I've noticed some similarities among people's large-scale "problems" and how they're typical dealt with. Whether somebody has a problem with their weight, drinking, drugs, or even clutter, this pattern seems to develop:
- One or more friends approach the person for an intervention.
- The person is sent to a group of people with the same problem.
- The person finds out quick that their problem is not NEARLY as bad as some of the other people in the group. It's easy to find somebody who has the same problem, but ten times as worse.
- The person either gets better, or goes into some weird relapse, or just trades one compulsion for another.
For the record, #1 has never really happened to me. I've have people who whined about my pack rat habits or made similar little off-hand comments about my apartment, but never had somebody spring a convention on me. As I've said before, this whole blog is about ME dealing with my problem as an individual. It's pretty simple: I saw something in my life I wanted to change because it was hindering my earthly enjoyment, so I'm doing something about it. And having some strange fun along the way. Even if it's not a change that can take place within a day (it's not only about eliminating stuff, but stopping bad pack rat habits themselves), it's not something I'm seeing a 12-step program for, nor would ever want to. 12-step programs are essentially founded on self-loathing, which ain't my bag. Yes, I know that when I said "Hi, my name is Bill and I'm a pack rat", it sounded like a 12-step thing, but that was intentional and partly to be humorous.
I suppose #2 applies in the sense that I've gotten books, articles, and videos on the subject to try to educate myself on the matter. Though I still don't take it all dogmatically. When I bought Clutter's Last Stand, I underlined the parts that I liked, drew little stars next to quotes that were exceptional, and wrote other margin notes. I thought some parts were horrible. But the parts that were helpful greatly outweighed those bad ones. I'll talk more about #3 in tomorrow's blog.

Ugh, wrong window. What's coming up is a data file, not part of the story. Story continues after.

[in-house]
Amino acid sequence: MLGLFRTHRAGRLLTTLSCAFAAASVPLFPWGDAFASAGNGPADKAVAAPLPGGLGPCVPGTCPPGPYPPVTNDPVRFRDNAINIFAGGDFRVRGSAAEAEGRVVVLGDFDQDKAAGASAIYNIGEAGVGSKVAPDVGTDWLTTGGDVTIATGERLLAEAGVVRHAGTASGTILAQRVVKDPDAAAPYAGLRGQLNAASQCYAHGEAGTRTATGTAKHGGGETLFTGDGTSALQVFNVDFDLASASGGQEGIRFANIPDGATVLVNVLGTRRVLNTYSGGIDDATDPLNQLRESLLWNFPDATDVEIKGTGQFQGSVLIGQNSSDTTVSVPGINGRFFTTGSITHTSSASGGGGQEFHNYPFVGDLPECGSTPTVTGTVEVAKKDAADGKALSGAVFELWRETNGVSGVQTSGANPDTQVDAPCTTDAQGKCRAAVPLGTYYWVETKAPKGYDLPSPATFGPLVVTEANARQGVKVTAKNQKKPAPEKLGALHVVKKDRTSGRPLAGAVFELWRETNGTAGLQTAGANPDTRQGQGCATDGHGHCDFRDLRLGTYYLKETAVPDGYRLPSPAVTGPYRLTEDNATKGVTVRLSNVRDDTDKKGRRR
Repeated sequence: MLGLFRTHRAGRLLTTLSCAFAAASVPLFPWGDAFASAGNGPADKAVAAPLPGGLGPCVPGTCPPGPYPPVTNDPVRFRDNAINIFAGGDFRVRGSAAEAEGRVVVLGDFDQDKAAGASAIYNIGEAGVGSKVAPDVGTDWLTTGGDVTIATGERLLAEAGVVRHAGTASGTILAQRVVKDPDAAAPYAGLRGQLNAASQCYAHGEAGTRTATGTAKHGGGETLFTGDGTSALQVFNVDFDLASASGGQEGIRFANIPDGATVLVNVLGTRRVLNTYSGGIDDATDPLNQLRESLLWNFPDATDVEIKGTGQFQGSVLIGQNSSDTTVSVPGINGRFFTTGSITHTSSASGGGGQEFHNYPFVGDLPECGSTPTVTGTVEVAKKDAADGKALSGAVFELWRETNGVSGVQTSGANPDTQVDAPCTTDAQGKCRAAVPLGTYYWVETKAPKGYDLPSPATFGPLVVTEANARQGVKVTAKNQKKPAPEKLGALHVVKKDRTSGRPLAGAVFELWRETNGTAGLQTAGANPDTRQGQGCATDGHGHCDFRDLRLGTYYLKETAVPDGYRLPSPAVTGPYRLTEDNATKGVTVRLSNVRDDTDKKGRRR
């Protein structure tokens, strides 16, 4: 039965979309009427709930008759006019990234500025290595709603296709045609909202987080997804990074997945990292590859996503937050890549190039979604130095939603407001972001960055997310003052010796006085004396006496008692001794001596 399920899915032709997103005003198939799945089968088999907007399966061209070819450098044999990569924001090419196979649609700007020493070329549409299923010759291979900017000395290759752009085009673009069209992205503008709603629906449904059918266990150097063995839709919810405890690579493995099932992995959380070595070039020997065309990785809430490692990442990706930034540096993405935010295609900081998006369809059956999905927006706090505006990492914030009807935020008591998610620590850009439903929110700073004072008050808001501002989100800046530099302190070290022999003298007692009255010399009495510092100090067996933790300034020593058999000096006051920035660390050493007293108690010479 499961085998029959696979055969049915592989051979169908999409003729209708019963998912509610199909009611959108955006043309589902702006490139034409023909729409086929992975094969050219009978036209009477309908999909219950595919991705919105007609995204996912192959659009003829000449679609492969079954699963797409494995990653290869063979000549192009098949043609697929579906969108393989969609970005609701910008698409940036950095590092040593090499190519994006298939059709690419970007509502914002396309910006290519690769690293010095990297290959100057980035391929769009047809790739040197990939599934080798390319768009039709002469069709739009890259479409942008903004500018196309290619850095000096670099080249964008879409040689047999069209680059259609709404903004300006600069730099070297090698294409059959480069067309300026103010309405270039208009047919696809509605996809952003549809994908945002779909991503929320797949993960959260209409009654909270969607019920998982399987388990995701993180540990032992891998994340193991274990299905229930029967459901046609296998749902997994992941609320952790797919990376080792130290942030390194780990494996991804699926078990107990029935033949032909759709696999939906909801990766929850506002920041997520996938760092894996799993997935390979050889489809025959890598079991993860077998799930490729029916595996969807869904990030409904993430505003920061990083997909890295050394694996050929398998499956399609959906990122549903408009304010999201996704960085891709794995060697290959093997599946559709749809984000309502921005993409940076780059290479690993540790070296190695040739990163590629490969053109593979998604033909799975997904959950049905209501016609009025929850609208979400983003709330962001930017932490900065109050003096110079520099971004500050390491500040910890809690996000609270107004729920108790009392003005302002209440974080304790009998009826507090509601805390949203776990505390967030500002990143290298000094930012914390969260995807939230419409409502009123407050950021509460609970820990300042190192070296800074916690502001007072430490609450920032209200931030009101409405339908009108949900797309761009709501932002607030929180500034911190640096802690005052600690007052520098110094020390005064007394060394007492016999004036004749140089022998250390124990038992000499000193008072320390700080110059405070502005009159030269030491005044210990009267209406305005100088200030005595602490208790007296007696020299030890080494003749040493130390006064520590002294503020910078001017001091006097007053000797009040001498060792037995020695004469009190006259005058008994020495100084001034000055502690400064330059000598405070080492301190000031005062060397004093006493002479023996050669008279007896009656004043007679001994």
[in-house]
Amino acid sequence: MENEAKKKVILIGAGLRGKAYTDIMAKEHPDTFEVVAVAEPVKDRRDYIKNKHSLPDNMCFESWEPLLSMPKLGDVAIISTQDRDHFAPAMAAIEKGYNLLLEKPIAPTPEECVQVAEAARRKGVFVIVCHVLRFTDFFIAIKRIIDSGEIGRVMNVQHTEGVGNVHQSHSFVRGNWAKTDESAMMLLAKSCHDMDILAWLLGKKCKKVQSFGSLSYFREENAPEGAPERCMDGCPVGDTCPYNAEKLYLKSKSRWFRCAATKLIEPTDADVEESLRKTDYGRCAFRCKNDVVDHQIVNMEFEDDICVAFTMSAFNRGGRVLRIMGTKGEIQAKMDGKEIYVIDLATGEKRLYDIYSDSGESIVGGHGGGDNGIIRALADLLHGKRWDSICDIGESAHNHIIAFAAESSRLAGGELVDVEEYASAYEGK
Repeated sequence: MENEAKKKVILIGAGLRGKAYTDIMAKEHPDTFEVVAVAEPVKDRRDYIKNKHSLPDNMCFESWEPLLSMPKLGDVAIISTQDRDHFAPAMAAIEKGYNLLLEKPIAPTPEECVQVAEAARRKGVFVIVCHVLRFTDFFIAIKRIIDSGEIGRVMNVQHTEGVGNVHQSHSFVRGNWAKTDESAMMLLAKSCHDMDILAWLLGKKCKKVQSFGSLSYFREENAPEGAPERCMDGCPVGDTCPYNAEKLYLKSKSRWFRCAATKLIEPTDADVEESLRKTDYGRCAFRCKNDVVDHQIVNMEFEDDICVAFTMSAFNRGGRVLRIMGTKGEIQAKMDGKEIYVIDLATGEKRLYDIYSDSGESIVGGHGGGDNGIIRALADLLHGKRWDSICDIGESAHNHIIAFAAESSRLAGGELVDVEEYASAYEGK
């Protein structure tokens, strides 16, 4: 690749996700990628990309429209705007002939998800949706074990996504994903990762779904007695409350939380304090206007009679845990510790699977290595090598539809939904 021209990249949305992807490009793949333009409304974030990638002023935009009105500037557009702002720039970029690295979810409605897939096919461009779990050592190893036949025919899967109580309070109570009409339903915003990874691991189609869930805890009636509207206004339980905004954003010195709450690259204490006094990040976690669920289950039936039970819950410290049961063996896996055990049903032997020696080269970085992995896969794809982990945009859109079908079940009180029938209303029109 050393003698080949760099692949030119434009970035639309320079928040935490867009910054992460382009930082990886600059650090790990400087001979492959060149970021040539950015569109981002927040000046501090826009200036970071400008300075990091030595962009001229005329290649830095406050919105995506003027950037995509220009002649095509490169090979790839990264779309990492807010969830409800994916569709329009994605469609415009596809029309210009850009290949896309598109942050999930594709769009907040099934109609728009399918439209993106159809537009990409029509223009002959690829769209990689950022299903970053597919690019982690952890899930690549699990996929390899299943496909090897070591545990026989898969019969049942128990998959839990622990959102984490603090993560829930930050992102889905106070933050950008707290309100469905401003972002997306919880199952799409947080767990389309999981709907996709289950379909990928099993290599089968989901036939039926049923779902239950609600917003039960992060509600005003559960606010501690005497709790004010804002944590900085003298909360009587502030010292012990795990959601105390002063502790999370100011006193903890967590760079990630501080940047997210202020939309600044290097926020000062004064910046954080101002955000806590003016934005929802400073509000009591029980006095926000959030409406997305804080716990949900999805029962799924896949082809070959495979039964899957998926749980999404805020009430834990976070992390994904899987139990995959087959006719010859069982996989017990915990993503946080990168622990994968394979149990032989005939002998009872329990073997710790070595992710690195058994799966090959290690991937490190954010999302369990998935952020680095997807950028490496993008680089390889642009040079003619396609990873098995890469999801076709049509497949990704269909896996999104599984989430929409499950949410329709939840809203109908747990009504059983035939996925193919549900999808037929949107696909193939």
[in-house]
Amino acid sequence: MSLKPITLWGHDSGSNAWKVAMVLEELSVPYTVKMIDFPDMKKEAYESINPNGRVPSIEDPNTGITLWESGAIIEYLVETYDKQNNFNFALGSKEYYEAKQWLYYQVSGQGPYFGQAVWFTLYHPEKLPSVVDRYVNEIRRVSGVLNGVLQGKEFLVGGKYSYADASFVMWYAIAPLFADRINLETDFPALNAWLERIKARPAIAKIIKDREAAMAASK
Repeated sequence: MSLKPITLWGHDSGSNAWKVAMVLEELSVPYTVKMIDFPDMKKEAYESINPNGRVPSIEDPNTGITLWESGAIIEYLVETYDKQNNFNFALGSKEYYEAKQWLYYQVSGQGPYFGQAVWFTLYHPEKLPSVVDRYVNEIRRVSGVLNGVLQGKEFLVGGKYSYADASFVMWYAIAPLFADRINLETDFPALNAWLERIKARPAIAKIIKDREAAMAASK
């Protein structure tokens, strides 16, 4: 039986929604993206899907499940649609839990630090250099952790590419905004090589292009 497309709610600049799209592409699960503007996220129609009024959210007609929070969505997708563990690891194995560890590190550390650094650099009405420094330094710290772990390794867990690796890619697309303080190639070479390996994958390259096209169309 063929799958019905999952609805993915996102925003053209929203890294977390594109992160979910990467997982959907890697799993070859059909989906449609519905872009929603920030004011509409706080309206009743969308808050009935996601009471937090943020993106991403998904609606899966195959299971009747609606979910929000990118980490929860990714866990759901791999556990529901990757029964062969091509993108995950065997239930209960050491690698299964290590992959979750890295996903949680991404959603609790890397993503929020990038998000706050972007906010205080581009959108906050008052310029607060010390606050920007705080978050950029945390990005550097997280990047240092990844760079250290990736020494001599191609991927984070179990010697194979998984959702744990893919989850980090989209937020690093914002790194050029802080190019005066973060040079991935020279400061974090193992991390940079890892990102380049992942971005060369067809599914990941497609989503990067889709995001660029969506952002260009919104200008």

Now #3 is a really interesting one, and it's the one that got me thinking into making this whole blog entry to begin with. People who weigh 500 pounds go to a fat camp where they meet some people who are 800 pounds. Some alcoholic who blacks out every weekend goes to an AA meeting and meets people with a twice as worse liver who've tried drinking mouthwash or isopropyl alcohol for a fix. Now that doesn't mean the first person doesn't have a problem; he or she certainly does. But again, wow...you realize just how deeper the spectrum goes. I do wonder if this makes some people say, for better or worse, "Well damn, I can't have THAT much of a problem if SHE'S supposed to be the average example."
As for #4, well obviously I'm shooting for a happy ending! But I've most certainly seen people who try to get rid of one addiction, only to replace it with something else. A real popular example is the alcoholic who trades the bottle for the Bible. They go from mindless drunk to mindless Jesus freak, compulsively holding on to ideologies they never would have pushed a year ago, and are just as self-loathing and disconnected from the world. Not to mention downright annoying. At least drunks pass out!
Penn & Teller did a great episode on 12-step programs in their second season of Bullshit!. The episode seems to get uploaded and deleted from YouTube from time to time (it IS, after all, copyrighted work that you can buy in a store). But hopefully this clip is still running by the time you read this: